The US has a significant flooding problem — Congress can help

Getty Images

As Congress works to craft comprehensive infrastructure legislation, lawmakers have a golden opportunity to address a major issue that affects every state in the country and costs taxpayers billions of dollars every year: flooding. 

Flood-related events are the most common and costly natural disaster in the U.S., causing more than $900 billion in damage and losses since 2000. The problem and the costs have worsened over recent decades, with increasing impacts from destructive hurricanes, riverine flooding and growing frequency of localized heavy rains that inundate communities from coast to coast.

There’s a lot Congress can do to help reduce the impacts and costs of flooding, both within the context of legislative infrastructure packages and in stand-alone measures. Lawmakers can start by taking a cue from states that are leading on this issue. Under New Jersey’s Climate Change Resilience Strategy, for example, state officials looking to mitigate flooding related to climate change have identified various approaches — including protecting marsh habitat, which would absorb water from sea level rise and storm surges. Full implementation of the state’s resilience strategy would likely spare communities from future flood damage and save taxpayers from costly response and recovery efforts.

In South Carolina last September, Gov. Henry McMaster (R) signed the Disaster Relief and Resilience Act, which, among other things, created an Office of Resilience and a program to help local governments purchase repeatedly flooded homes from willing property owners — such as those in Horry County that has experienced multiple floods in recent years — so they can relocate out of harm’s way. The properties would then be converted into green spaces, restoring the floodplain’s ability to absorb excess waters.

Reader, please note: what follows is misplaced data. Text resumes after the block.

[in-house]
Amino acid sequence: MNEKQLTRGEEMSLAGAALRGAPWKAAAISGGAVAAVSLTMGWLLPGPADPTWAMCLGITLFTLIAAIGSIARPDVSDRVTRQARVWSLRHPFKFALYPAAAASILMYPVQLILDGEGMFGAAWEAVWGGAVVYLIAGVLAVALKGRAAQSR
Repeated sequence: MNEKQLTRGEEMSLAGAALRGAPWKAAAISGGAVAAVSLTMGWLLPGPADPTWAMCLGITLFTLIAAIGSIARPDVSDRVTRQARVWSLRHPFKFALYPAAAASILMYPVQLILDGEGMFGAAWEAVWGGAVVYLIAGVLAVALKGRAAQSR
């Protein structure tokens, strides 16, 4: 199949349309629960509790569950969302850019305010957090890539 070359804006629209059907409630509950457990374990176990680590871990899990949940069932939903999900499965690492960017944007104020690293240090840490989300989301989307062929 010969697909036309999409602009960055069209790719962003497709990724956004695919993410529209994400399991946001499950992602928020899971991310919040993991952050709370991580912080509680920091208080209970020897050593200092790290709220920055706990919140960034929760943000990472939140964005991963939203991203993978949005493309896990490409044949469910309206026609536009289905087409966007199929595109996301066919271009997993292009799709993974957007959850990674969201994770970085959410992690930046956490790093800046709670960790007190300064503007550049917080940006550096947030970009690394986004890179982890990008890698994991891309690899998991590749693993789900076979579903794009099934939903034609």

Rhode Island released its “Resilient Rhody” strategy in 2018, and since then the state has begun to successfully implement it through its Municipal Resilience Program. The program takes a bottom-up approach to community resilience, providing localities resources to identify hazards and priority projects, and then enabling those communities to apply for additional funds dedicated specifically for implementation. Then-Gov. Gina Raimondo (D) was instrumental in bringing Resilient Rhody to fruition; she’s now the U.S. commerce secretary, so her expertise and success with that program could be used as a model for action at the federal level.

Each of these state initiatives includes at least some reliance on nature-based solutions to mitigate flood risk. And evidence is mounting that such strategies work. 

A 2018 study found that nature-based solutions were often more cost-effective than manmade barriers in reducing surge flood impacts along the U.S. Gulf of Mexico coast. Specifically, restoration of marsh areas, oyster reefs, and similar natural features could help cut property damage from surge flooding by almost half over 20 years, saving more than $50 billion, according to the study, which was published in the journal PLOS One.